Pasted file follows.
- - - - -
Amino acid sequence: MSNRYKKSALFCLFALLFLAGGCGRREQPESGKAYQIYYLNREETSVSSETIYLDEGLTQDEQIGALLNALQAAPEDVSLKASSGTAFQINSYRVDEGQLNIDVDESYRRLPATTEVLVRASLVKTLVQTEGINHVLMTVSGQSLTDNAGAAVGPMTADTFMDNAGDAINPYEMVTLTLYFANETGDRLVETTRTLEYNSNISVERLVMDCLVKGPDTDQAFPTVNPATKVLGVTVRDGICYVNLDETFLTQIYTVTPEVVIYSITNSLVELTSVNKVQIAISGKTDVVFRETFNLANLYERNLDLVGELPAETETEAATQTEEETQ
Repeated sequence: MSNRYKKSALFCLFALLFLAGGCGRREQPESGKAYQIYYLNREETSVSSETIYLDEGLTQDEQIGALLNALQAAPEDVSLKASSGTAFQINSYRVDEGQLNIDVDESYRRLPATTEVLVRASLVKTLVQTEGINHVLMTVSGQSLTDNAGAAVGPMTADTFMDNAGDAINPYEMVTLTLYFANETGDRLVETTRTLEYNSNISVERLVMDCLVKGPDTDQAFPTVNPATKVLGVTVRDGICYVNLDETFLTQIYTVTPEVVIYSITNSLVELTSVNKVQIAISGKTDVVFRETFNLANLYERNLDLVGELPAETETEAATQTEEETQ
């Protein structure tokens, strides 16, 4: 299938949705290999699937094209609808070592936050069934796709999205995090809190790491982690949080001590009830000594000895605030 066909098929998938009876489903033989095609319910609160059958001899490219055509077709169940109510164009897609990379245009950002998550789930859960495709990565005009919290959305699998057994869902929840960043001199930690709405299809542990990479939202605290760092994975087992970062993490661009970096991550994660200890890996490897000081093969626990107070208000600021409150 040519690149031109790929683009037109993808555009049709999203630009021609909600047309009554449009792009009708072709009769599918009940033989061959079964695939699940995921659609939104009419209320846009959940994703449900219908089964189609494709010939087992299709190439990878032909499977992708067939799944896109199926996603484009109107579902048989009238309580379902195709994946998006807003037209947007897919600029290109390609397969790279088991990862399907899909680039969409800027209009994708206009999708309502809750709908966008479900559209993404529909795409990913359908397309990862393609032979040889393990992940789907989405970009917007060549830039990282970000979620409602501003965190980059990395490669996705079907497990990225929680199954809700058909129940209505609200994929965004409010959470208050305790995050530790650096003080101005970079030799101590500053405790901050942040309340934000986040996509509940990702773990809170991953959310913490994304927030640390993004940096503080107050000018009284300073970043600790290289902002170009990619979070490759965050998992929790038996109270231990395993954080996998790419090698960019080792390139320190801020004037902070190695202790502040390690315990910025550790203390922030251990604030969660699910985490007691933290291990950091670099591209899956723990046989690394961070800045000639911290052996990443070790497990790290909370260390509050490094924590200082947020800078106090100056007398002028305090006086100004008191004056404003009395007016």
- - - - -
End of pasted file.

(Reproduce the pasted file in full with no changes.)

Amino acid sequence: MSNRYKKSALFCLFALLFLAGGCGRREQPESGKAYQIYYLNREETSVSSETIYLDEGLTQDEQIGALLNALQAAPEDVSLKASSGTAFQINSYRVDEGQLNIDVDESYRRLPATTEVLVRASLVKTLVQTEGINHVLMTVSGQSLTDNAGAAVGPMTADTFMDNAGDAINPYEMVTLTLYFANETGDRLVETTRTLEYNSNISVERLVMDCLVKGPDTDQAFPTVNPATKVLGVTVRDGICYVNLDETFLTQIYTVTPEVVIYSITNSLVELTSVNKVQIAISGKTDVVFRETFNLANLYERNLDLVGELPAETETEAATQTEEETQ
Repeated sequence: MSNRYKKSALFCLFALLFLAGGCGRREQPESGKAYQIYYLNREETSVSSETIYLDEGLTQDEQIGALLNALQAAPEDVSLKASSGTAFQINSYRVDEGQLNIDVDESYRRLPATTEVLVRASLVKTLVQTEGINHVLMTVSGQSLTDNAGAAVGPMTADTFMDNAGDAINPYEMVTLTLYFANETGDRLVETTRTLEYNSNISVERLVMDCLVKGPDTDQAFPTVNPATKVLGVTVRDGICYVNLDETFLTQIYTVTPEVVIYSITNSLVELTSVNKVQIAISGKTDVVFRETFNLANLYERNLDLVGELPAETETEAATQTEEETQ
């Protein structure tokens, strides 16, 4: 299938949705290999699937094209609808070592936050069934796709999205995090809190790491982690949080001590009830000594000895605030 066909098929998938009876489903033989095609319910609160059958001899490219055509077709169940109510164009897609990379245009950002998550789930859960495709990565005009919290959305699998057994869902929840960043001199930690709405299809542990990479939202605290760092994975087992970062993490661009970096991550994660200890890996490897000081093969626990107070208000600021409150 040519690149031109790929683009037109993808555009049709999203630009021609909600047309009554449009792009009708072709009769599918009940033989061959079964695939699940995921659609939104009419209320846009959940994703449900219908089964189609494709010939087992299709190439990878032909499977992708067939799944896109199926996603484009109107579902048989009238309580379902195709994946998006807003037209947007897919600029290109390609397969790279088991990862399907899909680039969409800027209009994708206009999708309502809750709908966008479900559209993404529909795409990913359908397309990862393609032979040889393990992940789907989405970009917007060549830039990282970000979620409602501003965190980059990395490669996705079907497990990225929680199954809700058909129940209505609200994929965004409010959470208050305790995050530790650096003080101005970079030799101590500053405790901050942040309340934000986040996509509940990702773990809170991953959310913490994304927030640390993004940096503080107050000018009284300073970043600790290289902002170009990619979070490759965050998992929790038996109270231990395993954080996998790419090698960019080792390139320190801020004037902070190695202790502040390690315990910025550790203390922030251990604030969660699910985490007691933290291990950091670099591209899956723990046989690394961070800045000639911290052996990443070790497990790290909370260390509050490094924590200082947020800078106090100056007398002028305090006086100004008191004056404003009395007016």